This is a very difficult category and all five nominees deserve to be in the last five - they all have different qualities that bring them alive but the judges have awarded the Baggie to 'Sunny Afternoon' for being a joyous recreation of the music of the Kinks. It's currently running in the West End and raises the roof every night. Well done people!

Best Entertainment

An 'entertainment' in my book is something that is performed on stage short of it being a play or a musical, so can include readings, cabaret, circus and just about anything else.

'Ellen Terry With Eileen Atkins' at the Sam Wanamaker Theatre
'La Soiree' at the Southbank Spielgeltent
'Shakespeare's Sonnets' at the Royal Festival Hall
'Lord of the Flies' at Sadler's Wells
'A Christmas Carol' at Queen Elizabeth Hall

I loved the acrobatic rudeness of 'La Soiree' and the mammoth reading of all of Shakespeare's sonnets one after another by a set of actors. I loved 'Lord of the Flies', the new Matthew Bourne production, and listening to an ensemble reading of 'A Christmas Carol' just a couple of weeks before Christmas is magical. But the Baggie goes to Eileen Atkins for her one-woman show of 'Ellen Terry With Eileen Atkins'. Eileen turned into different people in front of our eyes as she played some of Ellen Terry's big roles, giving us a glimpse into what true acting can be like. Most impressive.

Best Film

A strange mix of nominations this year - a music documentary, a tale of gay solidarity with the miners strike in the '80s, a silent movie masterpiece with Buster Keaton and a strange American take on a Noel Coward play. The nominees are:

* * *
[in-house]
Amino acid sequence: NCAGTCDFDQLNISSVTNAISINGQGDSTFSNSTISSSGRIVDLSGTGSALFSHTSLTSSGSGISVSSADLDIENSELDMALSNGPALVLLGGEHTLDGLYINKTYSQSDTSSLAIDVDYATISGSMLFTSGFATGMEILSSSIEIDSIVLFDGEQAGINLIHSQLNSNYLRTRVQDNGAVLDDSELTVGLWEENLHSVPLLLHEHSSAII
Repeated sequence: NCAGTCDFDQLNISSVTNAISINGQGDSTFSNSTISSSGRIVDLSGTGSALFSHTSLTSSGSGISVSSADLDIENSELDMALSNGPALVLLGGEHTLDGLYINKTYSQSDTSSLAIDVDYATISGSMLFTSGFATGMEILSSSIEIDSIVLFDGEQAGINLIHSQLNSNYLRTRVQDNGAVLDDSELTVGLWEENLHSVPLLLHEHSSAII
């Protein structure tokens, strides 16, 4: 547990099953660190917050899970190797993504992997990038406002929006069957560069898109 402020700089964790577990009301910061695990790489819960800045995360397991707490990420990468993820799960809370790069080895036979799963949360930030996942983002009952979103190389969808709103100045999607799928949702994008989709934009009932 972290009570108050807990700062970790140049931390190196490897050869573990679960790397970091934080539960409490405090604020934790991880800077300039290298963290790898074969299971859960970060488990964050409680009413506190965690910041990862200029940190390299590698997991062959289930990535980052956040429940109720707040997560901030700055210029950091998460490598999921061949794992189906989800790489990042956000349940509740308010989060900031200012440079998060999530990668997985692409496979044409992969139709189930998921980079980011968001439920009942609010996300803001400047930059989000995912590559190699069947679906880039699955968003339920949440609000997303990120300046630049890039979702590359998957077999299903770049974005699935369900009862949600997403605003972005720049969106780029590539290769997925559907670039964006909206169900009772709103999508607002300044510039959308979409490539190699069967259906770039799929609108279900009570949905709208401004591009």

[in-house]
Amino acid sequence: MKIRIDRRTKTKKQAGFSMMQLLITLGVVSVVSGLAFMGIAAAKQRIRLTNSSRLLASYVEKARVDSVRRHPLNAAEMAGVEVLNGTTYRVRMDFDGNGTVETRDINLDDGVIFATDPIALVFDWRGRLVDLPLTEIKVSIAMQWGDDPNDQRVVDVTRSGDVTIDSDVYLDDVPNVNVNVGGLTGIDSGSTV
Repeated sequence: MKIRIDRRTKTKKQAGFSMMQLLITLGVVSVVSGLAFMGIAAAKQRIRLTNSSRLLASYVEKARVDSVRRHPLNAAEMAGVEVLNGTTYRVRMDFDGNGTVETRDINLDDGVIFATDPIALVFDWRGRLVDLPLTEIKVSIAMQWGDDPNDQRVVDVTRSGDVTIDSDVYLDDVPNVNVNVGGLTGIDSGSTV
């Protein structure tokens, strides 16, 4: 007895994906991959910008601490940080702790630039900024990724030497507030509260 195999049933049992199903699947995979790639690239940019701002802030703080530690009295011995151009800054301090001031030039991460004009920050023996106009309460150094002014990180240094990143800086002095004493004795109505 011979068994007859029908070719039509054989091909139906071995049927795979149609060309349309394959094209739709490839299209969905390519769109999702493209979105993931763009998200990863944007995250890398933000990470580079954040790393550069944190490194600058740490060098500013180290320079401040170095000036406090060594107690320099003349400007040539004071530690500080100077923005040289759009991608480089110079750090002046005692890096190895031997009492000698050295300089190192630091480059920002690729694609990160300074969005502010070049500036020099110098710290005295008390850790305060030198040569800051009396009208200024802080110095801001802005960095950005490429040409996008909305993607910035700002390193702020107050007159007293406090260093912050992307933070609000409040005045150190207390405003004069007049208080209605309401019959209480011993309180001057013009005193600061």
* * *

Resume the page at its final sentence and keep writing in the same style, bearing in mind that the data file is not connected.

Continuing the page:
'20 Feet From Stardom'
'The General'
'Design For Living'

The judges picked the winner with little discussion - the Baggie goes to 'Pride' for being the best film in many years. The tale of those brave souls behind Lesbians and Gays Support the Miners (LGSM) and the miners they supported in South Wales during the 1985 miners strike. The miners might not have won but this film has winner written all over it from the touching and funny acting, a great soundtrack and jumpers tucked into jeans for added reality. Well done!

Best Gig

I didn't go to many gigs last year, mainly because artists I want to see didn't seem to be on tour, but there were still sufficient to make a top five. The nominees are:

Suzanne Vega at the Barbican
McAlmont & Butler at Islington Assembly Hall
Kate Bush at Hammersmith Apollo
Marianne Faithfull at the Royal Festival Hall
The Human League at Hammersmith Apollo

Suzanne Vega gave us songs from her latest album ('Queen of Pentacles') and McAlmont & Butler got together for a two-night reunion for charity while Marianne and the Human League, old troupers both, gave us solid professional shows, giving us exactly what we wanted. But the Baggie must go to Kate Bush for her return to the stage after 35 years and me being in the fourth row from the stage. That was a thrill and a half and you could feel the excitement grow in the crowd as starting time approached. And then there she was...

Best Live Performance

This category is for the individual performance of a song on stage, a performance that rips you out of the audience and transcends all barriers to take you to a different place. There are only three monitions this year: